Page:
Even though you didn’t request a special soil test for boron when you sent your samples into the Michigan State University Soil and Plant Nutrient Laboratory, you might have received a recommendation to add 1 or 2 pounds for boron per acre for your selected crop. Like nitrogen, the boron recommendation is not based on chemical analysis of your regular soil sample. Instead, it is based on many years of accumulated research results regarding crop response to boron. Special tests for soil content of nitrogen and boron are available through MSU Soil and Plant Nutrient Laboratory and other reputable labs.
There are two main reasons why boron is routinely recommended:
- Coarse-textured soil low in organic matter.
- Crops sensitive to boron deficiency.
Course-texted soil low in organic matter
Plant-available boron exists in soil mostly as a neutral boric acid molecule. The source for this boron is mostly from decomposing organic matter in the soil. Many, if not most, Michigan agricultural soils contain adequate boron for good plant development. Coarse-textured soils, especially those low in organic material, are the most common places where boron deficiency occurs.
Coarse-textured soils are more prone to drought and, when soils are very dry, decomposition of organic material slows, sometimes causing boron deficiency. Boron is not bound to clay or organic matter particles and leaches through the soil profile readily, similar to nitrogen. In coarse-textured soils, this leaching is likely when wet conditions prevail.
Crops sensitive to boron deficiency
Some crops are much more sensitive to boron deficiency than others. Perennial legume forage crops, including alfalfa, clovers and birdsfoot trefoil are sensitive to low soil boron. Boron addition is often recommended for these crops. Brassicas, including certain vegetables (cauliflower, cabbage, broccoli, turnip, rutabaga, kale and others), canola and forage brassicas like rape and forage turnip are among the crops known to be sensitive to low soil boron levels.
Sugar beets, apples, red beets, celery and sunflowers are also sensitive to boron deficiency. On soils with low cation exchange capacity, your soil test report may include a boron recommendation for these crops.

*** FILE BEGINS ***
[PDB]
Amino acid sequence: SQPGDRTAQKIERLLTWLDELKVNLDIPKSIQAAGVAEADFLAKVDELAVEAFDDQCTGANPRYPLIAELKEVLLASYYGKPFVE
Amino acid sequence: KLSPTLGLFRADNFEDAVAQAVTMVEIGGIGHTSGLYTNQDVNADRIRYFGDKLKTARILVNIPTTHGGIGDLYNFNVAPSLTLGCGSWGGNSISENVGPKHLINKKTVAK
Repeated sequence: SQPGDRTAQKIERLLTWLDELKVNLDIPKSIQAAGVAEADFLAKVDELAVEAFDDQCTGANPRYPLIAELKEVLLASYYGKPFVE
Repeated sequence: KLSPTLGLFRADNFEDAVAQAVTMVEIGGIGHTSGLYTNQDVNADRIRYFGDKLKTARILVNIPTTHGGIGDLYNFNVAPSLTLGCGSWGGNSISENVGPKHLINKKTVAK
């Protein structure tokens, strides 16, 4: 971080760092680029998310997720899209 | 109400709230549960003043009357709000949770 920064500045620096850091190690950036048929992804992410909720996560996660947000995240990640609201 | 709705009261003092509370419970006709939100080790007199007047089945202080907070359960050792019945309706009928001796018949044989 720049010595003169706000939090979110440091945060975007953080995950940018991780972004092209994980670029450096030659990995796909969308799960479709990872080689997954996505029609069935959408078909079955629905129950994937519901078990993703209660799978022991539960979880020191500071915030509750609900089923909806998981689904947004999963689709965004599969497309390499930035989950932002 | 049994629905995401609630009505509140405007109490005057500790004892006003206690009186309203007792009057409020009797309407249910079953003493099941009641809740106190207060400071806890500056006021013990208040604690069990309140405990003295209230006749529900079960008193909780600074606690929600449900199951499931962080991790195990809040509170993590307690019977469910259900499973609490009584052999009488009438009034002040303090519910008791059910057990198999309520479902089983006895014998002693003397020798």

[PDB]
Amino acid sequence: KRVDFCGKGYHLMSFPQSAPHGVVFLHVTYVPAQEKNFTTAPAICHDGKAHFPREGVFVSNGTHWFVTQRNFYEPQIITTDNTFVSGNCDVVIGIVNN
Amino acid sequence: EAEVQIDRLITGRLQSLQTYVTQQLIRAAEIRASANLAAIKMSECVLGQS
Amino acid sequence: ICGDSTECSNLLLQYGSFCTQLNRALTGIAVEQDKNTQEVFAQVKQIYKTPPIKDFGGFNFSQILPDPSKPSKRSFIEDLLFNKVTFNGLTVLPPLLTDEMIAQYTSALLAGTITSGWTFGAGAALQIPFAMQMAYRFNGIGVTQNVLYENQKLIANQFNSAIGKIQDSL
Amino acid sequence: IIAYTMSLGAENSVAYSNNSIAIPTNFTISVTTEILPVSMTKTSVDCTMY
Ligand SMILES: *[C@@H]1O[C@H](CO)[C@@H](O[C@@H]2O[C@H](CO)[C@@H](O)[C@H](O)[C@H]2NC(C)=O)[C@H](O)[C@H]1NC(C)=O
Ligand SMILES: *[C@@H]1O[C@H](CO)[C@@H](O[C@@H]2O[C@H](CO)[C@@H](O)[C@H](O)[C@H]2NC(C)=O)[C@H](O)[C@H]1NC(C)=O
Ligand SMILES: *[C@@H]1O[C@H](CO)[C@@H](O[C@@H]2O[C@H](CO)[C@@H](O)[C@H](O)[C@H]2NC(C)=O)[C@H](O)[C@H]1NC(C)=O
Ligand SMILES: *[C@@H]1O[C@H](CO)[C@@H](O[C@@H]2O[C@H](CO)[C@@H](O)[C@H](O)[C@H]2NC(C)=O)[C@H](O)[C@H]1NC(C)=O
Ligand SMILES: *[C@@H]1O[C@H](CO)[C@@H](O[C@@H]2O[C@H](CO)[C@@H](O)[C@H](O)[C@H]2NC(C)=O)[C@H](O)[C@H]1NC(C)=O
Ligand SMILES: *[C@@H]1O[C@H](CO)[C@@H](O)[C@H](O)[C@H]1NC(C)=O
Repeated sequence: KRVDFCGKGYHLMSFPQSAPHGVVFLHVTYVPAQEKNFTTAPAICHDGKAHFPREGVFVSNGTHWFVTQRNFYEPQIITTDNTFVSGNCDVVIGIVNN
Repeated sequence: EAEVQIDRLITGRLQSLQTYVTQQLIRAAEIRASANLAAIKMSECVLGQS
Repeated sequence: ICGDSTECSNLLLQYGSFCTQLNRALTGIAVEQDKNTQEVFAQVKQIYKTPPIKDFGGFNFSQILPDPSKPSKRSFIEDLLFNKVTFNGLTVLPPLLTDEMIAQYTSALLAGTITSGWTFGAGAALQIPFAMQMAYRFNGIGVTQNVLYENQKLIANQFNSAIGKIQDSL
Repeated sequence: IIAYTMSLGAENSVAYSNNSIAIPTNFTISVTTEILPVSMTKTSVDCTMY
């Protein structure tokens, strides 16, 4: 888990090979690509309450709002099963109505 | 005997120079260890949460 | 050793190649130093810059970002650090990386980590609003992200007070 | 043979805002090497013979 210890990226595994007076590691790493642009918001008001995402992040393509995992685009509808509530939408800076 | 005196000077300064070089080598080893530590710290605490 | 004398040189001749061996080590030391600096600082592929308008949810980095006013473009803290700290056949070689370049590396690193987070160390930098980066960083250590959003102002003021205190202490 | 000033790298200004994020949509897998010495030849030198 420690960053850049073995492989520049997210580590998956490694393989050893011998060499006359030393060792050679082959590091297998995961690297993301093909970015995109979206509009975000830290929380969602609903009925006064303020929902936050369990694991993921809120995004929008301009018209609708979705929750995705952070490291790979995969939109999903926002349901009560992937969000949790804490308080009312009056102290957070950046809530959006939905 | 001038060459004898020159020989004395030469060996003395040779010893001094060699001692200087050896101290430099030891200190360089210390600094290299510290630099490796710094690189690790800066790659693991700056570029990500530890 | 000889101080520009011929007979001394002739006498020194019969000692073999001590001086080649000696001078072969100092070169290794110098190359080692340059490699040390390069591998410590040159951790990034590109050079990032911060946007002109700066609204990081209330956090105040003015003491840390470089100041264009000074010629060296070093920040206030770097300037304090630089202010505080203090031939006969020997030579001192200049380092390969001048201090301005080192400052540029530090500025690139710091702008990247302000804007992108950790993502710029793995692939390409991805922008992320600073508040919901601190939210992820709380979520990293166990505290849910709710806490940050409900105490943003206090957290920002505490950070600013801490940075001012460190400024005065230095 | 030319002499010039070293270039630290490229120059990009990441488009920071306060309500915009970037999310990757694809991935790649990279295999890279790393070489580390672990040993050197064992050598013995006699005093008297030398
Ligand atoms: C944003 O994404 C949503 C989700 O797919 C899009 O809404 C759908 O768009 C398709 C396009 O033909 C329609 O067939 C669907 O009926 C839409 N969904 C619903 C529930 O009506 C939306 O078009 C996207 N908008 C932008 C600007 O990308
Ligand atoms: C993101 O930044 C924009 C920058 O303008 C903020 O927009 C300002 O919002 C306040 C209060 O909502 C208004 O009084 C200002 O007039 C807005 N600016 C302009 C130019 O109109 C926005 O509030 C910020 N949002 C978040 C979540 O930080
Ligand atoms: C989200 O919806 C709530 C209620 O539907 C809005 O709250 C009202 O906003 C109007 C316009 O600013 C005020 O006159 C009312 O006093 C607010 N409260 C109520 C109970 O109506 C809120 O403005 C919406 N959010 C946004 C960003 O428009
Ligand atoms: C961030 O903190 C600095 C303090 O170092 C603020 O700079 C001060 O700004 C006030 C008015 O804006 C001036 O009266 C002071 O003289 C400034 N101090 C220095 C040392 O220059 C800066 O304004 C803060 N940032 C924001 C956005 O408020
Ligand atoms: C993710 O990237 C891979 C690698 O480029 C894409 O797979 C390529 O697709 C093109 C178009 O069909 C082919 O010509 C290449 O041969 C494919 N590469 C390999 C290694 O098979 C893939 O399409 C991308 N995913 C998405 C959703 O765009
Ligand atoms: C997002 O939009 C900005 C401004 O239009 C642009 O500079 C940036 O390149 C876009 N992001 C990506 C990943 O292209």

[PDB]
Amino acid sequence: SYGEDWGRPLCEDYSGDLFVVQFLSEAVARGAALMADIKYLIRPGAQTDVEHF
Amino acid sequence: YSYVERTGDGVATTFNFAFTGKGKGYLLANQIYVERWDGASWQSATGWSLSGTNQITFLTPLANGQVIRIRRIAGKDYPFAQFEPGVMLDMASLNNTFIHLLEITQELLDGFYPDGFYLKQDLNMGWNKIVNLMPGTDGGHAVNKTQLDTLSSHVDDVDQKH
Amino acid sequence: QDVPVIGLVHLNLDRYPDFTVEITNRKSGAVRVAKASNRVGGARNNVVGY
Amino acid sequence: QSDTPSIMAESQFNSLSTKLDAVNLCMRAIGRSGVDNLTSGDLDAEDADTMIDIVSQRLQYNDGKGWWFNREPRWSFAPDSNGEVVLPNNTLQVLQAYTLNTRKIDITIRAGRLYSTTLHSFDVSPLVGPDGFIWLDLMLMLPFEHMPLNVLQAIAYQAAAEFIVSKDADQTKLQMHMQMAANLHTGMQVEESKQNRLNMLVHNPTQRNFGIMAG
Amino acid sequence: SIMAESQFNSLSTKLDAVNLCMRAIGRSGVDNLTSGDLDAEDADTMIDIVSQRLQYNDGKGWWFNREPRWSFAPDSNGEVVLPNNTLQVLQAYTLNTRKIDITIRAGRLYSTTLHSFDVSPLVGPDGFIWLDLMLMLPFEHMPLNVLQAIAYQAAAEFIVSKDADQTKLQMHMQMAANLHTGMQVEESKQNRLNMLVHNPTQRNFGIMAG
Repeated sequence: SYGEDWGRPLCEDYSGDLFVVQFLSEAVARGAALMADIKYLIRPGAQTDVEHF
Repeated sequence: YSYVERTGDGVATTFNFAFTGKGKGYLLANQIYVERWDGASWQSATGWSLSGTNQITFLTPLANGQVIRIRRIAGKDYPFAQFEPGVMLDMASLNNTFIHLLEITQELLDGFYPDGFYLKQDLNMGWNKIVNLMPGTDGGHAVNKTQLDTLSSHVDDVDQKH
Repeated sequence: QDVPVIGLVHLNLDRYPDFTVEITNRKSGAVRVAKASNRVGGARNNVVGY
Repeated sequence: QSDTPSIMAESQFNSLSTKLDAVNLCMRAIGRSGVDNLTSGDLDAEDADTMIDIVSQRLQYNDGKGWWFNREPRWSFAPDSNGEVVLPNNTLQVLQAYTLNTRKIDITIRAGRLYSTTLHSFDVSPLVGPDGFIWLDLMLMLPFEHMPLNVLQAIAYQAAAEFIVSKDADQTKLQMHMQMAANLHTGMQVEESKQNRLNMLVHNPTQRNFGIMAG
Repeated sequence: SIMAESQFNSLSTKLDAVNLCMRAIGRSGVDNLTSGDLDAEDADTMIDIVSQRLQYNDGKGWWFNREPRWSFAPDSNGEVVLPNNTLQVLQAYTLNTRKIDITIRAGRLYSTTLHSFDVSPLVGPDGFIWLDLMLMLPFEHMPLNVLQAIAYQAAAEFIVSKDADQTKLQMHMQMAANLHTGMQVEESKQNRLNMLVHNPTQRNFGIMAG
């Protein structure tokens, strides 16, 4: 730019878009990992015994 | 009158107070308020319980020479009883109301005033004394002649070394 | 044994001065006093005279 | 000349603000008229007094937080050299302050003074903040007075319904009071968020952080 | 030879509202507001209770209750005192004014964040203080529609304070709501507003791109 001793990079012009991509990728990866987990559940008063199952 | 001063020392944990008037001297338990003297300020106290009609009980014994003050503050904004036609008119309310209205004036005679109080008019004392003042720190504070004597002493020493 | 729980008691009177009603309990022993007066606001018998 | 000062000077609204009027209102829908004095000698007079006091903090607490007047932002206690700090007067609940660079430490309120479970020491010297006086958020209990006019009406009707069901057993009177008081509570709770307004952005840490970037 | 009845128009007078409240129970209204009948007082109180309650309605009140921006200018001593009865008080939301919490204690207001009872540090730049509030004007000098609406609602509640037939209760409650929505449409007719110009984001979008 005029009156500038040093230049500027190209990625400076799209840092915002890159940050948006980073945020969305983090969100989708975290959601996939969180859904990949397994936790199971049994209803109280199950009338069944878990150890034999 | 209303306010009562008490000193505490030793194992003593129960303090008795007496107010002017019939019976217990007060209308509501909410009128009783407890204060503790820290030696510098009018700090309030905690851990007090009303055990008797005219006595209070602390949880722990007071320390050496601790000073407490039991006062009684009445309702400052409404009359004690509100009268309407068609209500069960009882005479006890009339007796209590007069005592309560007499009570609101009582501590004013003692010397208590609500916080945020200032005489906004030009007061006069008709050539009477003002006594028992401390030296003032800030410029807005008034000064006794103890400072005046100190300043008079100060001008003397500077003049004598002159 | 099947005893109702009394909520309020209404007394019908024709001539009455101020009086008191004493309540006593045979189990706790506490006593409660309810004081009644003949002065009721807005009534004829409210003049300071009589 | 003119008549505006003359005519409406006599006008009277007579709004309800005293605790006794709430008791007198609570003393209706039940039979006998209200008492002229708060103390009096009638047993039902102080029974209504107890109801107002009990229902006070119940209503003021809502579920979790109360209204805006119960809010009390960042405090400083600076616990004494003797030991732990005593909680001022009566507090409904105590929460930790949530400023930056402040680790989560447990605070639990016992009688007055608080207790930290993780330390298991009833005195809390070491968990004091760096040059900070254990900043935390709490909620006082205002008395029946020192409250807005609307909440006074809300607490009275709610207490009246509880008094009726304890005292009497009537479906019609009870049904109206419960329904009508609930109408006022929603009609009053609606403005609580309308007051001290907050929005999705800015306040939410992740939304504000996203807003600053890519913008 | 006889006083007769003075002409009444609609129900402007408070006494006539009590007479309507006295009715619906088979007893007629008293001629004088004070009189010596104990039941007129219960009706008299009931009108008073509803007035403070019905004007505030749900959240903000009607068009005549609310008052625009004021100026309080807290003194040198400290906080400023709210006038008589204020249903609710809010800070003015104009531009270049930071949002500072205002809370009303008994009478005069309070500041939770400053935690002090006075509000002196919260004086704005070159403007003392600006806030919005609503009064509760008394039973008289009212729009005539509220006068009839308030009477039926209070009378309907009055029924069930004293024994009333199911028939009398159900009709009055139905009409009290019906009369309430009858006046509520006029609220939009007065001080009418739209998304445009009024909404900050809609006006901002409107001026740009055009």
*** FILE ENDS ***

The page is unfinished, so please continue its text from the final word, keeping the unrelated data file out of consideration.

How can you correct boron deficiency?
With a lot of care. When deficient for a selected crop, application of the proper amount of boron can be a good economical decision. Boron can be blended with dry granular fertilizers, often with potash. Boron can also be mixed with liquid fertilizers or applied to the soil alone and incorporated. However, over-application of boron or the wrong placement of boron can lead to crop damage.
Problems with boron toxicity can occur when crops sensitive to boron toxicity are planted with boron fertilizers present or sprayed with liquids containing boron. Pre-plant broadcast application of boron fertilizer is generally safer for toxicity-sensitive crops than placement in a fertilizer band.
A common problem situation arises when a smaller-scale producer receives a soil test report including a boron recommendation. “How do I do this?” is the usual question. In some cases where the crop is not of high economic importance, such as a wildlife planting or home vegetable garden, you may choose to ignore the boron recommended on your soil test, but not necessarily. The following list provides some ideas for boron application for the market gardener or small scale grower.
- Boron may be blended into dry fertilizers such as 0-0-60 or 0-14-42.
- Boron fertilizers include borax (11 percent boron) and borate granular (14 percent boron). Solubor (20 percent boron liquid) is foliar applied and must be applied at recommended rate for specific crops.
- Application of 9 pounds borax per acre will supply 1 pound boron per acre.
- For gardeners, about 4 teaspoons borax per 1,000 square feet is equivalent to 1 pound boron per acre.
- Dry boron fertilizers should be broadcast along with other fertilizers and worked into soil.
- Boron fertilizer should not be applied if grasses including hay, pasture, turf, small grains or corn are sown immediately following application.
- Manure generally contains 0.03–0.08 pounds boron per ton, more if composted.
For more details on boron for crop production, check out:
- Secondary and Micronutrients for Vegetables and Field Crops, MSU Extension bulletin E0486
- Boron for Minnesota Soils, University of Minnesota Extension AG-FO-0723-C
- MSU Extension articles on boron